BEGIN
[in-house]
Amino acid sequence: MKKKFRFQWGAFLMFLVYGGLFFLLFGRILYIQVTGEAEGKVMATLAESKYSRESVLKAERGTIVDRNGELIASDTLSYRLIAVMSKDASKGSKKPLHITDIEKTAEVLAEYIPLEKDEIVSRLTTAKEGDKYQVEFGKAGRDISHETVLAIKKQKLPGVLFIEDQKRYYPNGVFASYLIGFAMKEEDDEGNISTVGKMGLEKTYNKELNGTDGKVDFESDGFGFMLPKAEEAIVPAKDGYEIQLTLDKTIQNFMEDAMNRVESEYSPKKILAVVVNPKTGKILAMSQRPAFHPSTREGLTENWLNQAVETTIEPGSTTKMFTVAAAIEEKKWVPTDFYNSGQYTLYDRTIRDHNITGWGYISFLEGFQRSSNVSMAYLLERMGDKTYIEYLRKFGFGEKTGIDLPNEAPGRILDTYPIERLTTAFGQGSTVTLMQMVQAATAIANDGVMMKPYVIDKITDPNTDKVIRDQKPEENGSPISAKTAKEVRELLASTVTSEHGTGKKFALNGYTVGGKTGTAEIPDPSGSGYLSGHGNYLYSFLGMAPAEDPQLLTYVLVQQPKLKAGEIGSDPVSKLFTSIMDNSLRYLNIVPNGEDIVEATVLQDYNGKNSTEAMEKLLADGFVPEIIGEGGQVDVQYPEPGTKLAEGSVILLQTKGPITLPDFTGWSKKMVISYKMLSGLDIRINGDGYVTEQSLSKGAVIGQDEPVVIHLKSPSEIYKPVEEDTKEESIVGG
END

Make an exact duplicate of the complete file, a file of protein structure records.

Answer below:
[in-house]
Amino acid sequence: MKKKFRFQWGAFLMFLVYGGLFFLLFGRILYIQVTGEAEGKVMATLAESKYSRESVLKAERGTIVDRNGELIASDTLSYRLIAVMSKDASKGSKKPLHITDIEKTAEVLAEYIPLEKDEIVSRLTTAKEGDKYQVEFGKAGRDISHETVLAIKKQKLPGVLFIEDQKRYYPNGVFASYLIGFAMKEEDDEGNISTVGKMGLEKTYNKELNGTDGKVDFESDGFGFMLPKAEEAIVPAKDGYEIQLTLDKTIQNFMEDAMNRVESEYSPKKILAVVVNPKTGKILAMSQRPAFHPSTREGLTENWLNQAVETTIEPGSTTKMFTVAAAIEEKKWVPTDFYNSGQYTLYDRTIRDHNITGWGYISFLEGFQRSSNVSMAYLLERMGDKTYIEYLRKFGFGEKTGIDLPNEAPGRILDTYPIERLTTAFGQGSTVTLMQMVQAATAIANDGVMMKPYVIDKITDPNTDKVIRDQKPEENGSPISAKTAKEVRELLASTVTSEHGTGKKFALNGYTVGGKTGTAEIPDPSGSGYLSGHGNYLYSFLGMAPAEDPQLLTYVLVQQPKLKAGEIGSDPVSKLFTSIMDNSLRYLNIVPNGEDIVEATVLQDYNGKNSTEAMEKLLADGFVPEIIGEGGQVDVQYPEPGTKLAEGSVILLQTKGPITLPDFTGWSKKMVISYKMLSGLDIRINGDGYVTEQSLSKGAVIGQDEPVVIHLKSPSEIYKPVEEDTKEESIVGG